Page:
Multi-cloud connectivity giant Megaport makes its move into Wellington
- 05 October, 2017 10:04
Megaport now has datacentre connectvity from both Auckland and Wellington to global cloud services.
Megaport has extended its reach in New Zealand, enabling a data centre in Wellington aimed at enterprises looking for local access to on-demand cloud connectivity.
Auckland was introduced into the Megaport Ecosystem in 2014, connecting to a global network of cloud service providers.
Megaport said the new facility will enable access from Wellington to all available services with direct and reliable connectivity.
That can help enterprises build a cost-effective disaster recovery solutions using Megaport's New Zealand-Australia Elastic Interconnection Network and to connect to its Internet Exchange services (Mega-IX) hub to peer with providers such as Akamai, Google, Microsoft 365, and Netflix.
Joshua Munro, executive vice president, Asia-Pacific at Megaport, said the investment into Wellington was demand-driven by partners, enterprises, and government agencies who are requiring critical cloud connectivity to both public and private cloud environments in New Zealand, Australia, and other regions around the world.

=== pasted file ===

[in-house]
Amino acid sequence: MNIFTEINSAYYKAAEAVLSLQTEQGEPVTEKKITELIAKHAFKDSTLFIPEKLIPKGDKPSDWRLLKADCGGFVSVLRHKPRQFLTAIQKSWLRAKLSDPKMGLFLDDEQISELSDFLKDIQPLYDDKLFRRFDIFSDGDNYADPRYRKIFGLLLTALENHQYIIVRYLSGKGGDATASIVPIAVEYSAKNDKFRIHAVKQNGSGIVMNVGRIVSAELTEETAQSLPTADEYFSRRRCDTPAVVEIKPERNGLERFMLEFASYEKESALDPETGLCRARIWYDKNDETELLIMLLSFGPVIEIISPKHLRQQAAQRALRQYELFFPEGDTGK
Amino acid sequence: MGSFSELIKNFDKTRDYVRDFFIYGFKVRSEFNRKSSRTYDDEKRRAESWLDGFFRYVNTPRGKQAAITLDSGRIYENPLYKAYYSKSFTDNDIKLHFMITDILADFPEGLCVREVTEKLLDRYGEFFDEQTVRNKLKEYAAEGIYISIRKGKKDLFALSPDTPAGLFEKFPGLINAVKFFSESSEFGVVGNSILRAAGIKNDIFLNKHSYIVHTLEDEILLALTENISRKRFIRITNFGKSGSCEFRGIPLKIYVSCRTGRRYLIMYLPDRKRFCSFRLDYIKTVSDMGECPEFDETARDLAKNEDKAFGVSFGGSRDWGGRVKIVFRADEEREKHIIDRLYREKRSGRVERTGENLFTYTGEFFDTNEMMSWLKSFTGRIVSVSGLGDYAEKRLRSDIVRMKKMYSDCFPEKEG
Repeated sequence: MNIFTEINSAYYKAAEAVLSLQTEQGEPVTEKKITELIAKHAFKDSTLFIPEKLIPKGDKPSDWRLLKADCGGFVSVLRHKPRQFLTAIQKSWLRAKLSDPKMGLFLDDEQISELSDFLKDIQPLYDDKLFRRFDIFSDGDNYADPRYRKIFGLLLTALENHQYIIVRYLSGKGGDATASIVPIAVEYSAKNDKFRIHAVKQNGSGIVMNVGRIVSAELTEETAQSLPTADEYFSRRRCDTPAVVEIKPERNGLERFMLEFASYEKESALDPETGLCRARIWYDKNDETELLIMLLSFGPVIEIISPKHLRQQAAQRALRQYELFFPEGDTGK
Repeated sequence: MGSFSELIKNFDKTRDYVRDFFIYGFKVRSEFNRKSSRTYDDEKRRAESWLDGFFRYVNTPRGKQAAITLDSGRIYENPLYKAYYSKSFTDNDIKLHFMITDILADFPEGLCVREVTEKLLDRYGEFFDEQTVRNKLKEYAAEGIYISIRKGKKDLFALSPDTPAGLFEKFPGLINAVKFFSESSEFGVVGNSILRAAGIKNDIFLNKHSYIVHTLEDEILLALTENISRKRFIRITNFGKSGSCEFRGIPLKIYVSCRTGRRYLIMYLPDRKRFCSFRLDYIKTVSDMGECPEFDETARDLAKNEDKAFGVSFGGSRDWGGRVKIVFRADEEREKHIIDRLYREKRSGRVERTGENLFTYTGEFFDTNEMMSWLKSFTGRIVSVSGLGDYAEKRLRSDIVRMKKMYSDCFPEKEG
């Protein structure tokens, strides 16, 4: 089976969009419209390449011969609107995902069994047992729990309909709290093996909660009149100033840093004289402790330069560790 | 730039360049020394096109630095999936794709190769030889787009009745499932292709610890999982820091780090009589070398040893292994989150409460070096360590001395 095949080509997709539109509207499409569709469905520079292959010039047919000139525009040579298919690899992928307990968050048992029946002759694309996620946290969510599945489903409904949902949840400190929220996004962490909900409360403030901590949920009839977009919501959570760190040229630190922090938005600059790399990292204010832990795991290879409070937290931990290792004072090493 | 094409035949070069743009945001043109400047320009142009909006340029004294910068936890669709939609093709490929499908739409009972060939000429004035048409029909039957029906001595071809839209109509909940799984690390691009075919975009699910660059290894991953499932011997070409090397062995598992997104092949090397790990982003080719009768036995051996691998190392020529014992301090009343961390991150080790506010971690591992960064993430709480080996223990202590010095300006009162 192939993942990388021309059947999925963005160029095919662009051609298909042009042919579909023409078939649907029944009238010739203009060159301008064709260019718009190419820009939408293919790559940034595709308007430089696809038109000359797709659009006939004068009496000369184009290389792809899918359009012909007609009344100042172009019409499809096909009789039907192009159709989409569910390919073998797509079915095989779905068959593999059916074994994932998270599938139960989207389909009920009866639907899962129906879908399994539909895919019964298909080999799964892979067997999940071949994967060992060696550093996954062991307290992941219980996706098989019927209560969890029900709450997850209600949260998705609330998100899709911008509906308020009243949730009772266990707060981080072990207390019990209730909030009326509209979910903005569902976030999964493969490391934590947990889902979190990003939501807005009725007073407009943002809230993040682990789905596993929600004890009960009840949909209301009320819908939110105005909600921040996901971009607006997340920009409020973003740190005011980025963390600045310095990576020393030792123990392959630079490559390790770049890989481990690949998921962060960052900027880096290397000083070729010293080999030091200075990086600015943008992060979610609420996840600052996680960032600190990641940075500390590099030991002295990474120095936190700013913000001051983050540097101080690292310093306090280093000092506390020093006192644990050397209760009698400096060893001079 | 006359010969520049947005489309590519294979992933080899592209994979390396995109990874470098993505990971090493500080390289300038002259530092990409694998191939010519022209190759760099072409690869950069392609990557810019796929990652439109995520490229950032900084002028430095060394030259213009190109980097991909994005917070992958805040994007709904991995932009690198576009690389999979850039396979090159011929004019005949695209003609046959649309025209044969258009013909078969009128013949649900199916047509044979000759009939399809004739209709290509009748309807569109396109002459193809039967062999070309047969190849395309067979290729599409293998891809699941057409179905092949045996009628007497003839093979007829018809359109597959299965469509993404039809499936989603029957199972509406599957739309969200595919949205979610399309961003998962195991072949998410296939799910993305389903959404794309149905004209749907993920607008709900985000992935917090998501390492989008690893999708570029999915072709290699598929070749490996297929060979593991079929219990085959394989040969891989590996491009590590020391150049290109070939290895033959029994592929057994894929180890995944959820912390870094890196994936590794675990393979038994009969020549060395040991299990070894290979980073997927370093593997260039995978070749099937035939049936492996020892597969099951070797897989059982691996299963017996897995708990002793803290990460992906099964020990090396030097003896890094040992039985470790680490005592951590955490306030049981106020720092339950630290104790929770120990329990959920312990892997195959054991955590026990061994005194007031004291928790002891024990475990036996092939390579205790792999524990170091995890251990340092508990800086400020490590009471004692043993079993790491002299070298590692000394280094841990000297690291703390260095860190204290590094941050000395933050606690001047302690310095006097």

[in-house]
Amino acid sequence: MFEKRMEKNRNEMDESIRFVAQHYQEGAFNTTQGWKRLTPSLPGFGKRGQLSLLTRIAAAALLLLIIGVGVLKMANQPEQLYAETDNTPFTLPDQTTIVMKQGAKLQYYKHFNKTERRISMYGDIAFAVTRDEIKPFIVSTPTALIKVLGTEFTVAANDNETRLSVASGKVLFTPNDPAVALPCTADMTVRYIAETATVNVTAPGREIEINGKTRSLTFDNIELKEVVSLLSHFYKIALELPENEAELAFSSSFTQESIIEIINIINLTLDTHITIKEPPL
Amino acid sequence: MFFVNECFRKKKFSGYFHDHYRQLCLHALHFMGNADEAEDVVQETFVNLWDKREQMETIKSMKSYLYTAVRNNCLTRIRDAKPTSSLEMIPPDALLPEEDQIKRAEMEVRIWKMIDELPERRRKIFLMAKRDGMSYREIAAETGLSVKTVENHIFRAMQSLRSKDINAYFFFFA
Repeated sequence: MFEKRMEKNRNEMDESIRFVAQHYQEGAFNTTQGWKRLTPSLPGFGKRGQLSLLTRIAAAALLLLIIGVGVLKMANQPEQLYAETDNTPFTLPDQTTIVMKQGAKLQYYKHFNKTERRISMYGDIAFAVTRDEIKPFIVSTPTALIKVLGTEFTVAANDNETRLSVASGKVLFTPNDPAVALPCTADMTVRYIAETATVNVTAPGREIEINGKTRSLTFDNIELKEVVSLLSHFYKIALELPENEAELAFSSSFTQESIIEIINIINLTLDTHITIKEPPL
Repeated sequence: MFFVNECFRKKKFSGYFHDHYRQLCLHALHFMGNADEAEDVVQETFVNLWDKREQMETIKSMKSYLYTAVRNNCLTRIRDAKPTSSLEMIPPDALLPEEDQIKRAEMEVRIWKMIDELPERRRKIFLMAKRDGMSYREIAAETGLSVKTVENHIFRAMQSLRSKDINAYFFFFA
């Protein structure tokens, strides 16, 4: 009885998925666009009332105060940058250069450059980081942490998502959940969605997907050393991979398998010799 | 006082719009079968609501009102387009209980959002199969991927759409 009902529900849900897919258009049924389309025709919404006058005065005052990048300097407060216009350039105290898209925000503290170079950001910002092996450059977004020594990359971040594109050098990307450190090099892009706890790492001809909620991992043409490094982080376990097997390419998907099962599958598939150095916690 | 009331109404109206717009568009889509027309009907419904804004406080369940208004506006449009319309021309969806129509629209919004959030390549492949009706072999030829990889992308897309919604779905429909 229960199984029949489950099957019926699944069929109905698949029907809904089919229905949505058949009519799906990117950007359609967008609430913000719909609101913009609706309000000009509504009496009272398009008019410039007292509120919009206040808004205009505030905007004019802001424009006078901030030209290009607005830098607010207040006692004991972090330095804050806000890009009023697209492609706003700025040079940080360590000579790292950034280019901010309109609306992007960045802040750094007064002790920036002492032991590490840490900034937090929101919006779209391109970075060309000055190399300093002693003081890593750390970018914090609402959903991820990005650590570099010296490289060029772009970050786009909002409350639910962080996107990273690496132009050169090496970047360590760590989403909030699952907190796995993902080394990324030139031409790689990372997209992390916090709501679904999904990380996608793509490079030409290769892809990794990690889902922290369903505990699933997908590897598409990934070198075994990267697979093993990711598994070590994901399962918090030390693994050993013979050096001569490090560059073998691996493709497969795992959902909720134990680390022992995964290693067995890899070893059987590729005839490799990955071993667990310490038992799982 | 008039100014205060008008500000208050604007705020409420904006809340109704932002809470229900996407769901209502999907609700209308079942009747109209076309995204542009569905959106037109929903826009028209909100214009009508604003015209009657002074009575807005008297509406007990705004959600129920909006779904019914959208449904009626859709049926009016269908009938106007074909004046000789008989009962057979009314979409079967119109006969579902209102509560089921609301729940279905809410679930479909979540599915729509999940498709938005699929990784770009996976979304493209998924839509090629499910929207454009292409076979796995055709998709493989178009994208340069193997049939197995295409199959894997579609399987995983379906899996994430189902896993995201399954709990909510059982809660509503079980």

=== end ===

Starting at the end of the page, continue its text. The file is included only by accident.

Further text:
"Our ecosystem hosts resellers, partners, ISPs, network providers, and also direct customers across all verticals," he said.
Munro said Megaport provides direct connectivity to over 270 service providers globally, including five of the leading cloud service providers (Microsoft, Google, Amazon Web Services, Oracle Cloud, Alibaba Cloud).
Client connections can be provisioned quickly by logging into megaport.al to create a port and virtual cross connect (VXC).
The move into the capital comes weeks after the ASX-listed provider appointed Tim Hoffman in a newly created role as its chief technology officer (CTO).
As reported by ARN, Hoffman started his new role on 1 October, and is responsible for managing product, procurement, network operations and architecture, and software development, reporting to CEO, Vincent English.
Hoffman has spent nearly a decade in building telecommunications networks in New Zealand and in the past three years, he worked at Twitter, where he was leading teams to scale large content distribution networks and backbones as well as global data centres.